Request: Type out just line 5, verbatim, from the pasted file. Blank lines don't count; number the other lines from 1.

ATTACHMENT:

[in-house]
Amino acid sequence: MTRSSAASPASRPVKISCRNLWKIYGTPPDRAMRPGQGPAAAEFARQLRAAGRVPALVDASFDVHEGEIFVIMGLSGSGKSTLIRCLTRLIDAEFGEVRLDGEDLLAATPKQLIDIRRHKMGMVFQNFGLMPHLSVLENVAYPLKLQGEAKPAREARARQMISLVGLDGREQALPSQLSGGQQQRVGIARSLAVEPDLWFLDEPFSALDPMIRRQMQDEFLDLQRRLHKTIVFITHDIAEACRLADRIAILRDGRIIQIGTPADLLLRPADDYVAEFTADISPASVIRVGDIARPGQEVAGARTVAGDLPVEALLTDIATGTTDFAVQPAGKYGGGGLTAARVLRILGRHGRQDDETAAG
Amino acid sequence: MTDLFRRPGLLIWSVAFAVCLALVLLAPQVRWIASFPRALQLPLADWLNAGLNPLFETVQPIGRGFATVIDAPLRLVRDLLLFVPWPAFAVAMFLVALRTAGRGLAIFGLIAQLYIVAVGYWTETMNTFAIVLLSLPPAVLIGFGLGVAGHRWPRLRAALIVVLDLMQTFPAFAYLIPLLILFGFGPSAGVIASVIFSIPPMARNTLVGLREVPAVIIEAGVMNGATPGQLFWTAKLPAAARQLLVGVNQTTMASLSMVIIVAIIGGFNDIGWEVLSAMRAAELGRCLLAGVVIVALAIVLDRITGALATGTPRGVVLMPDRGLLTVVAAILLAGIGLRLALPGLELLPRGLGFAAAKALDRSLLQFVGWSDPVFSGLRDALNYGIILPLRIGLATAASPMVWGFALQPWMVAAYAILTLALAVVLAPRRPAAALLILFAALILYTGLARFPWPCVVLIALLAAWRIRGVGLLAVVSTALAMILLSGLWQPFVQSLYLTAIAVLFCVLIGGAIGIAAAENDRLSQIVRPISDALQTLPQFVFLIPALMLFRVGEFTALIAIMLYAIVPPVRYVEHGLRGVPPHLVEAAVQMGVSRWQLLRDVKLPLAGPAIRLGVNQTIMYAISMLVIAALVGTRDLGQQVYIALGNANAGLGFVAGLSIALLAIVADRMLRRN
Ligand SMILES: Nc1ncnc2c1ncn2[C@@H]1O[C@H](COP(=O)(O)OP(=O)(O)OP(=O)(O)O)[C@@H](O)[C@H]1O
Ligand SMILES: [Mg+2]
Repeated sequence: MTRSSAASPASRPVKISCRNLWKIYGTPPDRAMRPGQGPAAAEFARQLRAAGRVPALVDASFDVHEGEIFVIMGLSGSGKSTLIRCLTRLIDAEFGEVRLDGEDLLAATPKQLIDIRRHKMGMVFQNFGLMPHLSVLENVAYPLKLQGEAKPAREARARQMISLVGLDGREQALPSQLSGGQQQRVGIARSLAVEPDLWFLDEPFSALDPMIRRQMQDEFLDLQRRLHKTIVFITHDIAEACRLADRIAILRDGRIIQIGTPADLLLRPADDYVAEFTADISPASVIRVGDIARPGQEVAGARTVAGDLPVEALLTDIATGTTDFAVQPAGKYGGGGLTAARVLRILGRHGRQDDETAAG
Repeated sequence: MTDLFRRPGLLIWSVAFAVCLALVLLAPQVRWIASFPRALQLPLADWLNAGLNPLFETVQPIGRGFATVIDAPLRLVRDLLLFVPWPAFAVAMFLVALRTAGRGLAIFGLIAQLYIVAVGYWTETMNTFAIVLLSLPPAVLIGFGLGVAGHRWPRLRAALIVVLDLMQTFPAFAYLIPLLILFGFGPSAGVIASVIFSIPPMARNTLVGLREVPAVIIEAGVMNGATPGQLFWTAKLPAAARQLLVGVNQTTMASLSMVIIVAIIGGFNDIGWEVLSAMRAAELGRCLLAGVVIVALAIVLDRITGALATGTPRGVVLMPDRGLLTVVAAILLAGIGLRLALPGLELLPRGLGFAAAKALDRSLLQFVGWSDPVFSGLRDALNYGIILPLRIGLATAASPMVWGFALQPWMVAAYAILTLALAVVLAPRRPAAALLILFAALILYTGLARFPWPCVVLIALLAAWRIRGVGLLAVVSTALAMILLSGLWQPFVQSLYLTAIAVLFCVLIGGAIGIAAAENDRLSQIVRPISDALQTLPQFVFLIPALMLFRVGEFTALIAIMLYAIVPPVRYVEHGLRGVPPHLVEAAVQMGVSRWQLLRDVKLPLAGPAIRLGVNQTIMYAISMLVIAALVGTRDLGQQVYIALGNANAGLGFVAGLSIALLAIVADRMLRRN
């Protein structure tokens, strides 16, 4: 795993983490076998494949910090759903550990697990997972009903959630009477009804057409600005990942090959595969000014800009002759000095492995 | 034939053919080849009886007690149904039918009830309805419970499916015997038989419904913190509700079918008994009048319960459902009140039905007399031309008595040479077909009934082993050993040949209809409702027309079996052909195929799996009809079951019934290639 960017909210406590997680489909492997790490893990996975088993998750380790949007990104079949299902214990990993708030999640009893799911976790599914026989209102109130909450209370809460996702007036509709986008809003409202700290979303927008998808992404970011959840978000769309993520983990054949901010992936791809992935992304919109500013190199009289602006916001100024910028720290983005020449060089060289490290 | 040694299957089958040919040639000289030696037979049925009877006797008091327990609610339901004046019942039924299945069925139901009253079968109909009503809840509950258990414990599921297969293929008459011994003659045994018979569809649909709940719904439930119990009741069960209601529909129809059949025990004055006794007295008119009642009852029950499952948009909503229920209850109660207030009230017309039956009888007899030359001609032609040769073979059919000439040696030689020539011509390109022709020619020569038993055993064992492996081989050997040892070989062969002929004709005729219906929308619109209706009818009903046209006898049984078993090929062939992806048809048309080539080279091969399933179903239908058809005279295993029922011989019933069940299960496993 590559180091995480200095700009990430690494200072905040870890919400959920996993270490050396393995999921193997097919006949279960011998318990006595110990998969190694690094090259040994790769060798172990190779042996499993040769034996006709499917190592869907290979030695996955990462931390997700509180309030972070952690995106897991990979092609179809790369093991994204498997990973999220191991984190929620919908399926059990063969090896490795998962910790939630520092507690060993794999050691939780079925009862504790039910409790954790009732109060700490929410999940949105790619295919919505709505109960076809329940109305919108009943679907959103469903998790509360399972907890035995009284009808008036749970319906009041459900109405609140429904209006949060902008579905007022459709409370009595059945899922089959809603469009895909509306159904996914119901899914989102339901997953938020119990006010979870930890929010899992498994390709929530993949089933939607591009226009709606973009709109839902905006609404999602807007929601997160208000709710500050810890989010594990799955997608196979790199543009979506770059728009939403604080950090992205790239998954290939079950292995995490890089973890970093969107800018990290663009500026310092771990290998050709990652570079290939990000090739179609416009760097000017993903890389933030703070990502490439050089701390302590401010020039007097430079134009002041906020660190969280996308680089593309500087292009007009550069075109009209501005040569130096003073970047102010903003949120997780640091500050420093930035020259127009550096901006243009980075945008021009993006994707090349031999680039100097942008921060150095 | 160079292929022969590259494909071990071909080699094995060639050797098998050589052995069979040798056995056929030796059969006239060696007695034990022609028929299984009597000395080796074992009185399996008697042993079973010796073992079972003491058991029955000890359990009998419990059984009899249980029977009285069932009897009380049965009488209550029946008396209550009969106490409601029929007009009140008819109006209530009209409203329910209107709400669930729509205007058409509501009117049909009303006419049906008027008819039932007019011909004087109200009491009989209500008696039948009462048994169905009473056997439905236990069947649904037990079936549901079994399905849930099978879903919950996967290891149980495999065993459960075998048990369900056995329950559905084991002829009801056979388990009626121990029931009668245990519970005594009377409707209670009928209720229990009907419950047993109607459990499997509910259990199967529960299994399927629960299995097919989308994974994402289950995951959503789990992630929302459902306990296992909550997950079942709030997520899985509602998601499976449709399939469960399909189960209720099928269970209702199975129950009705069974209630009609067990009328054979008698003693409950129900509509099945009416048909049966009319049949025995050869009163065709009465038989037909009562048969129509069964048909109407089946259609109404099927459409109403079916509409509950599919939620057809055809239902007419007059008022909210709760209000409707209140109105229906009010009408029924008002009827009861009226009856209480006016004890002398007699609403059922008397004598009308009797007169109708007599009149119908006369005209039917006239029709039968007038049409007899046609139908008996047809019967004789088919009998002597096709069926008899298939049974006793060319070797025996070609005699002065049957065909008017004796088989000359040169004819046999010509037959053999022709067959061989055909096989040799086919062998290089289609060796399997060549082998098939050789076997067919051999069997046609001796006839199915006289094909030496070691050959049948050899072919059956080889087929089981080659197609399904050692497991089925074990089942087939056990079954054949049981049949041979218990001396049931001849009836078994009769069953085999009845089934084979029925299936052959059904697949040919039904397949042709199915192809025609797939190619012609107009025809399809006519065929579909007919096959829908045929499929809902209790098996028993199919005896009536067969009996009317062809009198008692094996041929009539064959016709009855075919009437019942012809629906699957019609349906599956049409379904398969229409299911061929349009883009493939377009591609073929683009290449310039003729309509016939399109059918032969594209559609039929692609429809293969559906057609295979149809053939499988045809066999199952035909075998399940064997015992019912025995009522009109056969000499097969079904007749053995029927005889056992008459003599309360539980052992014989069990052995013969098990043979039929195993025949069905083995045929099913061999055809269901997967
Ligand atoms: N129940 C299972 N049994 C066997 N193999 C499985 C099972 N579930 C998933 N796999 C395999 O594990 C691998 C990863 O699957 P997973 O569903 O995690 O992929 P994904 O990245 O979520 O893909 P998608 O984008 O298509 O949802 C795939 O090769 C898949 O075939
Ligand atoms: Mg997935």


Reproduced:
Ligand SMILES: [Mg+2]